Skipton Castle, built by the Normans in 1090
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Long ago, residents of this area used the natural abundance of limestone to build stone barns, resulting
in unique structures that have stood the test of time in valleys like Swaledale and Wensleydale. The centuries of livestock farming create a bucolic landscape in between the dramatic, rocky peaks of the barns. And the verdant fields outlined with ­twisting stone walls and etched with narrow, well-­trodden paths made generations ago link the Dales together, both visually and figuratively.

Thus far today, the towns I’ve driven through have been quiet as a mouse, but as I pull into Hawes at midday on a weekday, the streets are heaving with people and colorful buntings are stretched across the road, connecting the pointed rooftops of shops and pubs. It only takes a moment to learn that it’s Market Day — as it is every Tuesday in this little village. Vendors come and sell their homemade or homegrown wares, which include everything from flowers to ­vegetables to crafts. And all the people who live in the neighboring villages come here to shop and socialize as they amble around the market.

“Muddy boots and paws are always welcome here.”

Hawes is also known as the “cheesiest town in England,” because the Wensleydale Creamery is here. Wensleydale cheese has been made in this valley for centuries, since French Cistercian monks from the Burgundy region first settled in Yorkshire in the 12th century. Just last year, in fact, the European Union granted the ­crumbly white cheese a protected status, ensuring that no cheese producer outside of this Yorkshire area could brand its cheese Wensleydale.

Because Hawes is in the center of the Yorkshire Dales, it’s common to see cyclists or hikers along the roads. Outdoor enthusiasts of all sorts rave about the Yorkshire Dales — particularly hill walkers (as hikers are called in England) — because the landscape is unique and diverse, and you’re never too far from a village pub. The Yorkshire Dales National Park, which covers 680 square miles, was established in 1954 in order to protect the Dales’ natural resources. Today, it is home to a variety of wildlife and a gorgeous array of wildflowers. Glaciers shaped this terrain long ago, creating valleys in between broad uplands. Over time, the rivers that flowed in between the peaks wore down the land to cut deep valleys (or, dales). It would take months to fully explore this terrain and all of its hidden gems. A network of paths and trails intertwines caves, gorges, scars, waterfalls, rivers, pastures and country roads. If the weather holds up, you will see some of England’s most spectacular scenery. If it doesn’t, all it takes is the smallest amount of imagination to appreciate — preferably from the confines of a cozy pub with a roaring fire — the dramatic environment as the fog rolls in and the dales darken.

This is the England that has seeped into our collective unconscious from years of accidental exposure. The Yorkshire Dales has served as the background for countless movies (Harry Potter and the Deathly Hallows, Wuthering Heights, Monty Python’s The Meaning of Life, Robin Hood: Prince of Thieves) and television shows (Downton Abbey, Emmerdale) that require the quintessential countryside full of rolling hills and stone cottages. This is a dramatic and moody area of the world that has provided the perfect setting for all kinds of emotionally charged scenery. On sunny days, it is a quaint and peaceful landscape full of indescribable charm. In the rain, it becomes dark, slippery and dire. After all, “wuthering” is a Yorkshire term for a particular kind of wild, blustery wind known to plague these valleys.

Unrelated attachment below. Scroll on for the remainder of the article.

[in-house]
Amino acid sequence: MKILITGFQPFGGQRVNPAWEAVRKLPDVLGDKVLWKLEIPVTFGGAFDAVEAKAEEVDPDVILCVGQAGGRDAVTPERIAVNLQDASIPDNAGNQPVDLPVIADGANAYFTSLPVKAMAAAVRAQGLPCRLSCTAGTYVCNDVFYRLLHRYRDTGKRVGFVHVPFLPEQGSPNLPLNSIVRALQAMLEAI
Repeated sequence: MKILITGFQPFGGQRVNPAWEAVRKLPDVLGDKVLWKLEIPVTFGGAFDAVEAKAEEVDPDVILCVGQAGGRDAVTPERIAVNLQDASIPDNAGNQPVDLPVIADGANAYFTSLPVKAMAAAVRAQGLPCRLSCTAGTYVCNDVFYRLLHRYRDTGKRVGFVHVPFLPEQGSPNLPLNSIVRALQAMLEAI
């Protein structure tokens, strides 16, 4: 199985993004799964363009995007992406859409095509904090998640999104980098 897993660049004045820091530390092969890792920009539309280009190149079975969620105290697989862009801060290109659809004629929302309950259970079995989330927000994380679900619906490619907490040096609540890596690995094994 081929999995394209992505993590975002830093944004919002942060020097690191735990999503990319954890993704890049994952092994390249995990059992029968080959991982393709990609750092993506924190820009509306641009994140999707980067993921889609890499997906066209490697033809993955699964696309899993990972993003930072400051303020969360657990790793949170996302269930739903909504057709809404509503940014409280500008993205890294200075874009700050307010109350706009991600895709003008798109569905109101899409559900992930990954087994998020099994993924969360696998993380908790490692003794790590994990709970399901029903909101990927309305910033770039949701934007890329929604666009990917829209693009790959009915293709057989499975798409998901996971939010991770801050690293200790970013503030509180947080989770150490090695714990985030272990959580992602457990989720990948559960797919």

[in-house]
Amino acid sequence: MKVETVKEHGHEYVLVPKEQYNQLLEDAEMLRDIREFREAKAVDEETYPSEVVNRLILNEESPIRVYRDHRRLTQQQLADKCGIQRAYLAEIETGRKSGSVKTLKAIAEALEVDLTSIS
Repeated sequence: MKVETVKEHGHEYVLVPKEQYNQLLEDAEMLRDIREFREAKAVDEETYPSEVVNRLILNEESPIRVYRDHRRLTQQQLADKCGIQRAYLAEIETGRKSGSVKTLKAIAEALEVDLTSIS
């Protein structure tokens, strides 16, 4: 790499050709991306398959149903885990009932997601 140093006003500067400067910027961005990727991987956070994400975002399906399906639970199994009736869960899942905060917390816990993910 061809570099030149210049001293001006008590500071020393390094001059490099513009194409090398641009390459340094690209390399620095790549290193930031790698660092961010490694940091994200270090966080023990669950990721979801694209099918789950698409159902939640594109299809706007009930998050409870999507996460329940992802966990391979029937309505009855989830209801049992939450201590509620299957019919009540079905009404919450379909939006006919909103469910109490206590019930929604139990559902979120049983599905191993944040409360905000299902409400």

The King’s Arms in Askrigg, which doubled as The Drovers on the British TV show All Creatures Great and Small
Terry Roberts/getty images
Before returning to london, I make one final stop in the stone village of Askrigg. As I walk the curvy streets admiring the historic buildings, I’m haunted once again by the feeling that I’ve seen this all before. Then it dawns on me: I have seen these buildings — not in person but on film. Askrigg was the setting for the television show All Creatures Great and Small, the British series based on the popular semiautobiographical books by James Herriot, a country vet. The show — about a young veterinarian in a small town who drives around the countryside doing house calls — has such a beloved place in Yorkshire history that this area is often referred to as “Herriot Country.” Little has changed in Askrigg since the show filmed decades ago. I recognize a few of the 18th- and 19th-century village houses that served as Skelldale House and other residences on the show, and then I spot The King’s Arms, which doubled as The Drovers and is now one of two pubs in the village (The Crown Inn being the other). The small village, home to roughly 500 people, also has one particularly ­delicious bakery that serves triple-duty as a deli, a tearoom and a post office. I step inside and order a homemade sticky Yorkshire ginger cake to-go, deciding that visiting one more village can’t hurt. I find myself driving to the nearby village of Aysgarth, where I visit the famous tiered Aysgarth Falls. As I unwrap my ginger cake, I can’t help but conclude that there really is no such thing as a wrong turn in these parts.

If You Go

Yorkshire Dales National Park

Yorkshire Dales


Brontë Parsonage Museum

Ashmount Country House

Bolton Abbey


Skipton Castle

Wensleydale Creamery

The Old Dairy Farm hotel

Askrigg Village Kitchen

The King’s Arms

Aysgarth Falls Hotel

Hillary Richard is a travel writer based in New York City. She has mastered the art of international travel and truly enjoys venturing off the beaten path.